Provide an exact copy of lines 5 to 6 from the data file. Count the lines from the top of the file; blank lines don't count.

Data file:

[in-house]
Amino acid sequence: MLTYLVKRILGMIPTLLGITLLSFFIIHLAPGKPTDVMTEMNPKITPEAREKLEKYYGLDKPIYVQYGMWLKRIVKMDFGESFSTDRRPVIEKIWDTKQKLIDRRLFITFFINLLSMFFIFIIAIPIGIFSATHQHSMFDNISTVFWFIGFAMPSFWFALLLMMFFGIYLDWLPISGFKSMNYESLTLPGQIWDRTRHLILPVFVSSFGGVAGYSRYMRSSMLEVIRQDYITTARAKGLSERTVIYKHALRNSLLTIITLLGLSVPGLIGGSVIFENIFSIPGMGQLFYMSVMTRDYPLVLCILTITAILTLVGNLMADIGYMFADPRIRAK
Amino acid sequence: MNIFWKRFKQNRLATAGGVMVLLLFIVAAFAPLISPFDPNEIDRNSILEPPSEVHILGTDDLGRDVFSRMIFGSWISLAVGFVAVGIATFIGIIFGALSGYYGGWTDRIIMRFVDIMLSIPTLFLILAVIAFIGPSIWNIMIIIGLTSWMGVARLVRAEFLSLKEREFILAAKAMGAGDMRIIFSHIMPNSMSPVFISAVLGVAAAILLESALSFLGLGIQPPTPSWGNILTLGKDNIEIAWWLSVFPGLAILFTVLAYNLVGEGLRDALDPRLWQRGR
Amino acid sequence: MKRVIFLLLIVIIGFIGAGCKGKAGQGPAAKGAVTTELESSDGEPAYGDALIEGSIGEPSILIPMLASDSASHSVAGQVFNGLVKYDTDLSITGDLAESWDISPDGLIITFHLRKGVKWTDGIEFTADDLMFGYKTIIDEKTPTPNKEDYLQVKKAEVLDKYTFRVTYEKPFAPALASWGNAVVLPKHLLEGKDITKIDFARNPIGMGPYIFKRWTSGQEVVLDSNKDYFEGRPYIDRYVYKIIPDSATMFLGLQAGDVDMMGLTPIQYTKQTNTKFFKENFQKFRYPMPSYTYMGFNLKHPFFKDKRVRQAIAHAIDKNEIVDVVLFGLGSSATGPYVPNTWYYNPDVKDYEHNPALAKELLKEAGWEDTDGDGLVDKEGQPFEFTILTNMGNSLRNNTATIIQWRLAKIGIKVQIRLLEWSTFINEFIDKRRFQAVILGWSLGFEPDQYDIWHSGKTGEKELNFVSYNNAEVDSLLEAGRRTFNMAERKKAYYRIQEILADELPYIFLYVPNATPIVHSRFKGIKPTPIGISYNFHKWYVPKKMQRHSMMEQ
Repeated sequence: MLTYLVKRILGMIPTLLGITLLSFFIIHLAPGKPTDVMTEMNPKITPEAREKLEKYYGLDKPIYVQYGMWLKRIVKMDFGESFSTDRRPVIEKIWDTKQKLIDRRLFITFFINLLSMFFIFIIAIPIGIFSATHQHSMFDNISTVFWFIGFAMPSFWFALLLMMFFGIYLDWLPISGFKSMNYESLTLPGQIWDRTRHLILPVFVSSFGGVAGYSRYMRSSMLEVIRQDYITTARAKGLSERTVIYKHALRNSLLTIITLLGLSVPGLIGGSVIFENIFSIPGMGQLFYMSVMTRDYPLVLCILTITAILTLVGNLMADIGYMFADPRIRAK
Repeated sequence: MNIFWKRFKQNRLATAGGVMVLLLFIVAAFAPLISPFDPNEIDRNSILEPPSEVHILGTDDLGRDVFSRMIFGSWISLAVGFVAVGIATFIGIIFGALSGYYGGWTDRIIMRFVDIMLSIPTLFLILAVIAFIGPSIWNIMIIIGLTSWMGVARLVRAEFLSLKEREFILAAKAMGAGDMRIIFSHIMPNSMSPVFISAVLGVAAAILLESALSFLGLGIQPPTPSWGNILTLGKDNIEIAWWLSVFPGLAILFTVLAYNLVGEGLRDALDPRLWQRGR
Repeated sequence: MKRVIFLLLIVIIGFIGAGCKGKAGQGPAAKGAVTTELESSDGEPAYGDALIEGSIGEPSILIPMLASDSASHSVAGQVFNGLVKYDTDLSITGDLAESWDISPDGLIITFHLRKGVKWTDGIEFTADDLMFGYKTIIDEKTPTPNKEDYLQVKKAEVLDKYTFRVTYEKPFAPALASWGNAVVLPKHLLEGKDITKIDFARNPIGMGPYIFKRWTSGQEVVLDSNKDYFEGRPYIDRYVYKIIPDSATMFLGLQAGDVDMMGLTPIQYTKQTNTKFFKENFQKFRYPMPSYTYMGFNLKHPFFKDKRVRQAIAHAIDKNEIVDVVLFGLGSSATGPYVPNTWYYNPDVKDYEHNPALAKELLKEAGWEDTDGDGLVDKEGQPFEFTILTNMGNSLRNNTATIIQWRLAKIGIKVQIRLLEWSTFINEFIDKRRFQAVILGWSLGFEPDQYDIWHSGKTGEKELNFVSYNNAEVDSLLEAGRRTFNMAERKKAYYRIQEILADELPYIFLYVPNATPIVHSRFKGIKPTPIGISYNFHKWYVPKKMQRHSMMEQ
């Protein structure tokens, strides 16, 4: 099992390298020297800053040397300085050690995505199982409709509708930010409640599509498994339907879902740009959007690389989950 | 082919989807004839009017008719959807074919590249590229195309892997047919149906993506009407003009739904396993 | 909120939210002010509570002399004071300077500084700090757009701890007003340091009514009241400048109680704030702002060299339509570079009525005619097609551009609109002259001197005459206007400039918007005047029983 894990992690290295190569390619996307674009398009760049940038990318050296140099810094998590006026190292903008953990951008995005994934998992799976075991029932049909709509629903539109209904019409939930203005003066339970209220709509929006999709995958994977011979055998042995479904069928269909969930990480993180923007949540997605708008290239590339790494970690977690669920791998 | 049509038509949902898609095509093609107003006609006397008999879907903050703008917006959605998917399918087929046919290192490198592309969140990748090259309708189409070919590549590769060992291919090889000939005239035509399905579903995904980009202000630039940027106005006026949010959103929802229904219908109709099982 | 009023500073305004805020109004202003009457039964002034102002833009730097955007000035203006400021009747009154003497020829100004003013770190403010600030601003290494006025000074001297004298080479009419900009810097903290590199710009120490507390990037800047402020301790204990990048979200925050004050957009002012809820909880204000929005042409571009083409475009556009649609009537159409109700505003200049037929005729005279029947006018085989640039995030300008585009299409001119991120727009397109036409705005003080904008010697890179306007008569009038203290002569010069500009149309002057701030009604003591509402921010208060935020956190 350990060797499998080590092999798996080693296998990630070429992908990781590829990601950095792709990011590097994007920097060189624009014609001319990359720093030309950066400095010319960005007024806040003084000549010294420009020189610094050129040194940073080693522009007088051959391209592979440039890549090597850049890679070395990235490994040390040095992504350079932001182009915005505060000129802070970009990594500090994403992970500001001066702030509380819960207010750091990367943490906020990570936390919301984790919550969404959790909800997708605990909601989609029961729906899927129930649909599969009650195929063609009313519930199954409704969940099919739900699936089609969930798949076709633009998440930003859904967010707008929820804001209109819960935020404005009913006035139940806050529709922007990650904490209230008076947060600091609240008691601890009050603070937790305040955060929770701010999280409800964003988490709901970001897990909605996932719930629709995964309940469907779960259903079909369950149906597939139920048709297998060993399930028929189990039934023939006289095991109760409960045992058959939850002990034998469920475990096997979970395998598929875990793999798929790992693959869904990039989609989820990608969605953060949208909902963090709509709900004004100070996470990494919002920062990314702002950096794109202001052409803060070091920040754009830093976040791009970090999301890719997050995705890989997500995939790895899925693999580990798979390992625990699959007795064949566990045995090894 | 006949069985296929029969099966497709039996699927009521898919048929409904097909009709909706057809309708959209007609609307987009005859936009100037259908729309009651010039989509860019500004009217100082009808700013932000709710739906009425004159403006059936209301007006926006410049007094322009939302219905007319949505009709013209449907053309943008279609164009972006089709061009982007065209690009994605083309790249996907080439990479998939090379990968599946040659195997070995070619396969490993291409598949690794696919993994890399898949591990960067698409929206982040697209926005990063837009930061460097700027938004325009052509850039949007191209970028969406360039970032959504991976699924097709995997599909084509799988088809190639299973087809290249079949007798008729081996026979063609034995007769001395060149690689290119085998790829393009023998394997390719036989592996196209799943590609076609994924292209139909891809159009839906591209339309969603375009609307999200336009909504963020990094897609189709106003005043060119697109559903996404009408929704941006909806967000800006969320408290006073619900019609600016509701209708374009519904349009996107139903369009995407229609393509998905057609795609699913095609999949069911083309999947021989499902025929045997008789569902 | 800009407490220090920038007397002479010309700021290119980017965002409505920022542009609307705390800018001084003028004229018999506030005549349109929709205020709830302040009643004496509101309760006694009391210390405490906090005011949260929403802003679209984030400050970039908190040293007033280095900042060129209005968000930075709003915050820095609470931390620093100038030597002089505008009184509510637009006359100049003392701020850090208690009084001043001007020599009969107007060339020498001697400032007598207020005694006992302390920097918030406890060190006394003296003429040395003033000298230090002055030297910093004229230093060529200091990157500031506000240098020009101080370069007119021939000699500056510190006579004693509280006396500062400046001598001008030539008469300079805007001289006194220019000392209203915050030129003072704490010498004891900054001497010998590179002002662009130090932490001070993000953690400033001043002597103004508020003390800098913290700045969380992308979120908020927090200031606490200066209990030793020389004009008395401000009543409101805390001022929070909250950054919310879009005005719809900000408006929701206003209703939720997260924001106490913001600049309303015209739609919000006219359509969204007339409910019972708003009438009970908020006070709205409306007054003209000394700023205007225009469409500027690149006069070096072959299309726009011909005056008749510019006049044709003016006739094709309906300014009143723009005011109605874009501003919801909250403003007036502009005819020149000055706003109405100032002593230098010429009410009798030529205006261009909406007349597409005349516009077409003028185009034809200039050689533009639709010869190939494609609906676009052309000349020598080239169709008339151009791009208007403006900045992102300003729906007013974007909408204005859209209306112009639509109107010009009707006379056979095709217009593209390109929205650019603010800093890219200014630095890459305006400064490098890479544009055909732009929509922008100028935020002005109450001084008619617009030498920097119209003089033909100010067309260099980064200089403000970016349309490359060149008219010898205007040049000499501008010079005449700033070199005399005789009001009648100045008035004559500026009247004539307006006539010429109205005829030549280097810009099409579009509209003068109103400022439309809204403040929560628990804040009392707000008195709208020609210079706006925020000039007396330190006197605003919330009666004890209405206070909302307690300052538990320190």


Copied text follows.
Repeated sequence: MLTYLVKRILGMIPTLLGITLLSFFIIHLAPGKPTDVMTEMNPKITPEAREKLEKYYGLDKPIYVQYGMWLKRIVKMDFGESFSTDRRPVIEKIWDTKQKLIDRRLFITFFINLLSMFFIFIIAIPIGIFSATHQHSMFDNISTVFWFIGFAMPSFWFALLLMMFFGIYLDWLPISGFKSMNYESLTLPGQIWDRTRHLILPVFVSSFGGVAGYSRYMRSSMLEVIRQDYITTARAKGLSERTVIYKHALRNSLLTIITLLGLSVPGLIGGSVIFENIFSIPGMGQLFYMSVMTRDYPLVLCILTITAILTLVGNLMADIGYMFADPRIRAK
Repeated sequence: MNIFWKRFKQNRLATAGGVMVLLLFIVAAFAPLISPFDPNEIDRNSILEPPSEVHILGTDDLGRDVFSRMIFGSWISLAVGFVAVGIATFIGIIFGALSGYYGGWTDRIIMRFVDIMLSIPTLFLILAVIAFIGPSIWNIMIIIGLTSWMGVARLVRAEFLSLKEREFILAAKAMGAGDMRIIFSHIMPNSMSPVFISAVLGVAAAILLESALSFLGLGIQPPTPSWGNILTLGKDNIEIAWWLSVFPGLAILFTVLAYNLVGEGLRDALDPRLWQRGR